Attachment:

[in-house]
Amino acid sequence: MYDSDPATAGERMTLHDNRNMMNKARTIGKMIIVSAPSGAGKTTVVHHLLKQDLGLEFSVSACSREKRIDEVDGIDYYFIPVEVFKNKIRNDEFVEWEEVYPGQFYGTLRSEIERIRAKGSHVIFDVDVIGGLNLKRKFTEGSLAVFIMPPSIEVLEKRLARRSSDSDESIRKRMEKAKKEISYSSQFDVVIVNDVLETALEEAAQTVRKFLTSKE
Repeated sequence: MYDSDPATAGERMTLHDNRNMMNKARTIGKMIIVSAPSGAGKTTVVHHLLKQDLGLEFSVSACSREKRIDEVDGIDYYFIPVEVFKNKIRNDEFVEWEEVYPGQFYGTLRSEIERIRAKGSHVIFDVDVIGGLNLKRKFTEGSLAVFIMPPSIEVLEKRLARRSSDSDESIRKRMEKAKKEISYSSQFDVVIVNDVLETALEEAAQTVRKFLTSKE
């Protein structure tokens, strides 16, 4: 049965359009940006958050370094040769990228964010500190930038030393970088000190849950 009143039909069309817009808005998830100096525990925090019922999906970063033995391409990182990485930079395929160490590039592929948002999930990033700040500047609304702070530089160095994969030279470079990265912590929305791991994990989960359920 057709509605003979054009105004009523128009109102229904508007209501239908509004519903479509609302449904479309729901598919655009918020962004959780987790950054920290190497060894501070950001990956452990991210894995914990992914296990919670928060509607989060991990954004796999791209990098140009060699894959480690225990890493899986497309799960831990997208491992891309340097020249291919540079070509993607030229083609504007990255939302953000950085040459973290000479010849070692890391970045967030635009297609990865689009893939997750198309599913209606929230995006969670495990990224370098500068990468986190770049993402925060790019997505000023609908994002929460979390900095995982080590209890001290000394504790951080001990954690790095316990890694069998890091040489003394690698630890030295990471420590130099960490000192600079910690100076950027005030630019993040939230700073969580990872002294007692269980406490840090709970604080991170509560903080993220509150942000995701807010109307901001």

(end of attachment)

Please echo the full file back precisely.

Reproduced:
[in-house]
Amino acid sequence: MYDSDPATAGERMTLHDNRNMMNKARTIGKMIIVSAPSGAGKTTVVHHLLKQDLGLEFSVSACSREKRIDEVDGIDYYFIPVEVFKNKIRNDEFVEWEEVYPGQFYGTLRSEIERIRAKGSHVIFDVDVIGGLNLKRKFTEGSLAVFIMPPSIEVLEKRLARRSSDSDESIRKRMEKAKKEISYSSQFDVVIVNDVLETALEEAAQTVRKFLTSKE
Repeated sequence: MYDSDPATAGERMTLHDNRNMMNKARTIGKMIIVSAPSGAGKTTVVHHLLKQDLGLEFSVSACSREKRIDEVDGIDYYFIPVEVFKNKIRNDEFVEWEEVYPGQFYGTLRSEIERIRAKGSHVIFDVDVIGGLNLKRKFTEGSLAVFIMPPSIEVLEKRLARRSSDSDESIRKRMEKAKKEISYSSQFDVVIVNDVLETALEEAAQTVRKFLTSKE
């Protein structure tokens, strides 16, 4: 049965359009940006958050370094040769990228964010500190930038030393970088000190849950 009143039909069309817009808005998830100096525990925090019922999906970063033995391409990182990485930079395929160490590039592929948002999930990033700040500047609304702070530089160095994969030279470079990265912590929305791991994990989960359920 057709509605003979054009105004009523128009109102229904508007209501239908509004519903479509609302449904479309729901598919655009918020962004959780987790950054920290190497060894501070950001990956452990991210894995914990992914296990919670928060509607989060991990954004796999791209990098140009060699894959480690225990890493899986497309799960831990997208491992891309340097020249291919540079070509993607030229083609504007990255939302953000950085040459973290000479010849070692890391970045967030635009297609990865689009893939997750198309599913209606929230995006969670495990990224370098500068990468986190770049993402925060790019997505000023609908994002929460979390900095995982080590209890001290000394504790951080001990954690790095316990890694069998890091040489003394690698630890030295990471420590130099960490000192600079910690100076950027005030630019993040939230700073969580990872002294007692269980406490840090709970604080991170509560903080993220509150942000995701807010109307901001």